Van France, one of the founders of Disney University, was the last person to actively promote the common sense/common courtesy "servant leader" concept for Disney where a leader not only was given the responsibility, but also the authority to make decisions. A "servant leader" (unlike a "warrior leader," like a football coach or a military commander who are out for blood) supports the staff, admits mistakes, and actively solicits new perspectives. In the old days, Disney used to call this the "reverse pyramid" where the leaders at the top act as if the pyramid is inverted so that they are now at the bottom and everything they do, every decision they make, should support everyone above from administrative assistants to part-timers in the parks.

Today, Disney leaders must answer to many masters including Disney Brand and Disney Legal, not to mention financial restrictions, so I know it is a tough job, but I would love to see more of a balance back to Walt's ways.

Since most of you will never obtain a copy of the Edge magazine July/August 2013 issue where my contribution is on page 7, I felt I would take the time to share it here. since we all know that magazines, unlike books, disappear very quickly, often never to be located again, I retained the copyright, something I always try to do when I can.

I tried my best to cram as much information as I could into the 500 words that were allotted but this still just gives the smallest glimpse into Walt Disney as a leader.

"Who Was Walt Disney?

"Walter Elias Disney, the famous creator of Mickey Mouse and Disneyland, grew up a poor Midwestern farm boy who barely completed his first year of high school before he entered the workplace. He went on to transform animation from a pleasurable novelty into a respected art form, re-imagined the traditional amusement park into a clean, family-friendly environment that told stories, and introduced customer service concepts from nametags to nomenclature that impacted businesses around the world. Before his death, he was designing and preparing to build, in Florida, a Utopian international city making use of the newest technologies that would have changed urban planning forever.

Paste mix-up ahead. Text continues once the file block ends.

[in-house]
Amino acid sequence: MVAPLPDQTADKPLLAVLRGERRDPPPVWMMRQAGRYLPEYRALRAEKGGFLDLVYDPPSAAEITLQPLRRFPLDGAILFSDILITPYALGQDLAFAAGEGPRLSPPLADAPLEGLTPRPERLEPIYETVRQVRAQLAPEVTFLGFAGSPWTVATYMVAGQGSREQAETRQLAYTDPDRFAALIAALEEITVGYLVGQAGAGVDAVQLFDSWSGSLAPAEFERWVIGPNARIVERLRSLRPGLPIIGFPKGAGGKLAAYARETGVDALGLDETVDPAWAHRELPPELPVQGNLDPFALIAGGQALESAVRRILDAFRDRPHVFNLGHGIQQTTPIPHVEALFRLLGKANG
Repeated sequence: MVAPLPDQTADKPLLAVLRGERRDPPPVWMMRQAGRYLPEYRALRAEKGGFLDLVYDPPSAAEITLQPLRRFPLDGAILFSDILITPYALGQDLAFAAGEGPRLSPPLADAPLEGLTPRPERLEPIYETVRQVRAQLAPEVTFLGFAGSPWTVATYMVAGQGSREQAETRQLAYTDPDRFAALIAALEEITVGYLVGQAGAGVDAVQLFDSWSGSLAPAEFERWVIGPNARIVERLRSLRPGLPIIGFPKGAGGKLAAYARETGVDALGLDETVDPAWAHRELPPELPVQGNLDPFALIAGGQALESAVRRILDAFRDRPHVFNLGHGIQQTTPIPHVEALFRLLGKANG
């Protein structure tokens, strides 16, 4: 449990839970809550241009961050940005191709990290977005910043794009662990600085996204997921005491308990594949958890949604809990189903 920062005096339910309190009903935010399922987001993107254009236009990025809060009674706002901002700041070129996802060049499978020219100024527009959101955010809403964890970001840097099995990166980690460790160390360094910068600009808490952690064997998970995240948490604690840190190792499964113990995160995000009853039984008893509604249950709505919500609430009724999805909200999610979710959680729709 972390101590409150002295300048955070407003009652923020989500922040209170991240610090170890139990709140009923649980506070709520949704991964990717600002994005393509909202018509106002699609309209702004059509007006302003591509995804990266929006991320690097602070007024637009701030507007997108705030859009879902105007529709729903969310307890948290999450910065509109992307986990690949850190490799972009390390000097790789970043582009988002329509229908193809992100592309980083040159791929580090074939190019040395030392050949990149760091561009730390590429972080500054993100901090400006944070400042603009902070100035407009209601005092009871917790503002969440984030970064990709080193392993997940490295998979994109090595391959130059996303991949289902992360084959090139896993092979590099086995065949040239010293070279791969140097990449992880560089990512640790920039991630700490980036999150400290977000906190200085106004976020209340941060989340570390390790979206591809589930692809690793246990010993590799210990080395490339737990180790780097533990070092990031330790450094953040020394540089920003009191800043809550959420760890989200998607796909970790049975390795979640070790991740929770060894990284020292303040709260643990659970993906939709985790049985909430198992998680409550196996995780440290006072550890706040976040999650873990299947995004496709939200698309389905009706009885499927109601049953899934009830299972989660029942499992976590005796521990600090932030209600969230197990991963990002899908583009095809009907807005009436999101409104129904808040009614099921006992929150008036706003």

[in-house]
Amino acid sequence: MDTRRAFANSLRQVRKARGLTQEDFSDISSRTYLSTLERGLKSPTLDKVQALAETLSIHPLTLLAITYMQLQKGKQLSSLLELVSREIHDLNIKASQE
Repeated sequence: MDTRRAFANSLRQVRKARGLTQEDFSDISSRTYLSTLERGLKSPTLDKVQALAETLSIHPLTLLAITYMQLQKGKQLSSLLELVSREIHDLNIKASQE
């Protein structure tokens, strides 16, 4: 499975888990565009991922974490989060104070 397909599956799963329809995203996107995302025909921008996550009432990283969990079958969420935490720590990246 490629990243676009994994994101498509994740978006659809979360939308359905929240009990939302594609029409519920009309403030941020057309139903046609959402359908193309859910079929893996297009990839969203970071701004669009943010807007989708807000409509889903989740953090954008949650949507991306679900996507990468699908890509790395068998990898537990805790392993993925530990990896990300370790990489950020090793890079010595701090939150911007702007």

"What Qualities Did Walt Disney Have As a Leader?

"Disney was a charismatic, passionate, visionary leader who inspired his followers to consistently exceed what they thought was possible and to explore unfamiliar disciplines. He established both formal and informal channels of communication, often directly approaching front line workers like gardeners and ticket-takers to get their opinions not only of challenges but possible solutions. He genuinely liked people and knew that each person needed to be handled differently to produce what he needed. He took his work seriously but not himself, often purposely mis-buttoning his sweater so he would appear less intimidating. While he was a calculated risk taker, he also took full responsibility for any failure, giving his followers the confidence to try new things that might not work out rather than playing it safe.

"What Qualities Do You Think He Lacked As a Leader?